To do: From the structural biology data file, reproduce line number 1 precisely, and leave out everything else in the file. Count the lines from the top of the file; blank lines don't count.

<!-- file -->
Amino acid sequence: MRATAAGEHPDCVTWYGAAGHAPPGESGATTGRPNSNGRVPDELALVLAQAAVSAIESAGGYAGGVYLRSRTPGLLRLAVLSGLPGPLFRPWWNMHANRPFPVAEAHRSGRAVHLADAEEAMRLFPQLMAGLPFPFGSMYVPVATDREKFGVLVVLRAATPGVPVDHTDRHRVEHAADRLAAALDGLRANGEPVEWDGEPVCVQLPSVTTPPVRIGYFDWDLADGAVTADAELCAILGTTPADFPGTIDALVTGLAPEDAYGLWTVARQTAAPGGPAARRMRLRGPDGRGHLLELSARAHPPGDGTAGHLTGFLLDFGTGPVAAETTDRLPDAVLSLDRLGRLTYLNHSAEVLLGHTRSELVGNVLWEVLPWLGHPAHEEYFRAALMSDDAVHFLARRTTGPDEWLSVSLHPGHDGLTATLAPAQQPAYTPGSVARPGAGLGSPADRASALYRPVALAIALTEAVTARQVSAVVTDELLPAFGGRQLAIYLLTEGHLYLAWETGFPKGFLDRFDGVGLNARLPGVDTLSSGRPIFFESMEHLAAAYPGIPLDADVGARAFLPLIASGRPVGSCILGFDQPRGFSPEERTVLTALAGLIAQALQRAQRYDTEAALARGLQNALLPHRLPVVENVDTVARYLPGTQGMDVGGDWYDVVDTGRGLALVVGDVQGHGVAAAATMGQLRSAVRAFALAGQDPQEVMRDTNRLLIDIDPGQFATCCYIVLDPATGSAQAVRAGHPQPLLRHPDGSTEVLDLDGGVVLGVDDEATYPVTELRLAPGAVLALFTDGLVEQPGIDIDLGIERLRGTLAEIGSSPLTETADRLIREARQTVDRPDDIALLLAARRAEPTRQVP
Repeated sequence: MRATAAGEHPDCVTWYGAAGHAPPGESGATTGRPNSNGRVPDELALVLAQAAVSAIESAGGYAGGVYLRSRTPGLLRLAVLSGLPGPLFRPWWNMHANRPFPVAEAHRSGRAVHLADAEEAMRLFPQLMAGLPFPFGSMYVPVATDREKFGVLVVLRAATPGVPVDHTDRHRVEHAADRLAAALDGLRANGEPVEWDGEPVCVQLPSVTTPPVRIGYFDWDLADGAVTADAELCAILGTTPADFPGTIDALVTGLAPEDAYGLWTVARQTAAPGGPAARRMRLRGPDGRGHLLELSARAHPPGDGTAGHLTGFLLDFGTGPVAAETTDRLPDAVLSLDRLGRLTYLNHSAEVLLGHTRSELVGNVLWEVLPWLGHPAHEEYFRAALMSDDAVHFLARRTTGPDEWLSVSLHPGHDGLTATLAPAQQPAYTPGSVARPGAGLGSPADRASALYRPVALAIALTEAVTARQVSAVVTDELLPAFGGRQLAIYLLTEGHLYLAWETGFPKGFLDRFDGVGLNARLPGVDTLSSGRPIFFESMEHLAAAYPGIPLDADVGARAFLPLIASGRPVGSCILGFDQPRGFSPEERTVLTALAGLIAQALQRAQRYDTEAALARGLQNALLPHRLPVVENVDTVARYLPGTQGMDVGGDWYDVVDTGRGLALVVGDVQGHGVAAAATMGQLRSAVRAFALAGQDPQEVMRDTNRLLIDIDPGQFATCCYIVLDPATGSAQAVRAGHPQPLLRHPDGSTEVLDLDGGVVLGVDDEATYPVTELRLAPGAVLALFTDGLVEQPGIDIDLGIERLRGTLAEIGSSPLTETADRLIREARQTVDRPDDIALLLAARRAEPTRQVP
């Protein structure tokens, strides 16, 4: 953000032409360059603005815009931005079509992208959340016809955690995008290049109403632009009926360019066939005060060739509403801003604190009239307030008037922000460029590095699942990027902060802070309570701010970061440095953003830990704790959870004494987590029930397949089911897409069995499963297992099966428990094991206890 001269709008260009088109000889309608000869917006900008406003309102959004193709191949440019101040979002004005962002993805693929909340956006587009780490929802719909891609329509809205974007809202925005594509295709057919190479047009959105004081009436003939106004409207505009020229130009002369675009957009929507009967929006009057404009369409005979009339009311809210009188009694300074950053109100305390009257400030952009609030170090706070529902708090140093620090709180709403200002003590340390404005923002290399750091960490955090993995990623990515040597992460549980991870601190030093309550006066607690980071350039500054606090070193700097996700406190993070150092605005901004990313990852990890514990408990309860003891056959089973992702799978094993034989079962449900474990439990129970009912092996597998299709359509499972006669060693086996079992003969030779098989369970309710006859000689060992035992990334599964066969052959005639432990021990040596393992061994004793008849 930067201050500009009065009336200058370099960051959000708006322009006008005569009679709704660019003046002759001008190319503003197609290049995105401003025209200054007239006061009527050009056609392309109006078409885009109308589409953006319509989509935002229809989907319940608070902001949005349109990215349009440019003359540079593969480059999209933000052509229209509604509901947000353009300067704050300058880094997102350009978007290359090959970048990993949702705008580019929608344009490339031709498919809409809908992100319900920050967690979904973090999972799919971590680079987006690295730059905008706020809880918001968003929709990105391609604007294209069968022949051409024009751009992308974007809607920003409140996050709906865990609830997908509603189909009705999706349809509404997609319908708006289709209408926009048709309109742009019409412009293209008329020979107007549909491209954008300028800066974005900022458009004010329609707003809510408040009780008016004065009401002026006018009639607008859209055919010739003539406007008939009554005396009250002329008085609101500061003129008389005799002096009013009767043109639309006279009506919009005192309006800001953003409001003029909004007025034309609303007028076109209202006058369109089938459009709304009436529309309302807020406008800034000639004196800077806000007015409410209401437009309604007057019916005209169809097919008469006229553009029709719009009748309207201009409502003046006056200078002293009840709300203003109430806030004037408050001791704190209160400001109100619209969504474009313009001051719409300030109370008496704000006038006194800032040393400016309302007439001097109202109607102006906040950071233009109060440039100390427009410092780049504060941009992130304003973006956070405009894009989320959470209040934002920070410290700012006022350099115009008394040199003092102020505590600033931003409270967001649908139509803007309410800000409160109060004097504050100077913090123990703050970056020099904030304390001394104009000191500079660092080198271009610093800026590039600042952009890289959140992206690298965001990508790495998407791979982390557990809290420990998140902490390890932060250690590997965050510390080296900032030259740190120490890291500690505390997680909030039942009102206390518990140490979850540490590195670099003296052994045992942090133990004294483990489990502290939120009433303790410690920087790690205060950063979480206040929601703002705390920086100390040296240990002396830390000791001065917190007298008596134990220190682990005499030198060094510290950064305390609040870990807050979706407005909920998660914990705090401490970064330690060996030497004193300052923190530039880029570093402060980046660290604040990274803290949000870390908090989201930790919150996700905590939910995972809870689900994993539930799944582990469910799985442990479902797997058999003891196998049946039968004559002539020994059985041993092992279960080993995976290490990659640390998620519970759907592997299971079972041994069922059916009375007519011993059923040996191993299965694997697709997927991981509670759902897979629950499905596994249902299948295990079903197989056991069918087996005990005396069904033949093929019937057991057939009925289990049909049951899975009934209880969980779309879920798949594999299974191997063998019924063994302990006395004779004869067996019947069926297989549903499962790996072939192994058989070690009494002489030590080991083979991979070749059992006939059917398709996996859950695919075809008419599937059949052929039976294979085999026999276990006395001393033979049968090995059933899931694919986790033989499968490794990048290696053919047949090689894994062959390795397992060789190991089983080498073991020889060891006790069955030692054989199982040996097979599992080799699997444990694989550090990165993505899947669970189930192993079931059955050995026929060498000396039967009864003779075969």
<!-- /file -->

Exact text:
Amino acid sequence: MRATAAGEHPDCVTWYGAAGHAPPGESGATTGRPNSNGRVPDELALVLAQAAVSAIESAGGYAGGVYLRSRTPGLLRLAVLSGLPGPLFRPWWNMHANRPFPVAEAHRSGRAVHLADAEEAMRLFPQLMAGLPFPFGSMYVPVATDREKFGVLVVLRAATPGVPVDHTDRHRVEHAADRLAAALDGLRANGEPVEWDGEPVCVQLPSVTTPPVRIGYFDWDLADGAVTADAELCAILGTTPADFPGTIDALVTGLAPEDAYGLWTVARQTAAPGGPAARRMRLRGPDGRGHLLELSARAHPPGDGTAGHLTGFLLDFGTGPVAAETTDRLPDAVLSLDRLGRLTYLNHSAEVLLGHTRSELVGNVLWEVLPWLGHPAHEEYFRAALMSDDAVHFLARRTTGPDEWLSVSLHPGHDGLTATLAPAQQPAYTPGSVARPGAGLGSPADRASALYRPVALAIALTEAVTARQVSAVVTDELLPAFGGRQLAIYLLTEGHLYLAWETGFPKGFLDRFDGVGLNARLPGVDTLSSGRPIFFESMEHLAAAYPGIPLDADVGARAFLPLIASGRPVGSCILGFDQPRGFSPEERTVLTALAGLIAQALQRAQRYDTEAALARGLQNALLPHRLPVVENVDTVARYLPGTQGMDVGGDWYDVVDTGRGLALVVGDVQGHGVAAAATMGQLRSAVRAFALAGQDPQEVMRDTNRLLIDIDPGQFATCCYIVLDPATGSAQAVRAGHPQPLLRHPDGSTEVLDLDGGVVLGVDDEATYPVTELRLAPGAVLALFTDGLVEQPGIDIDLGIERLRGTLAEIGSSPLTETADRLIREARQTVDRPDDIALLLAARRAEPTRQVP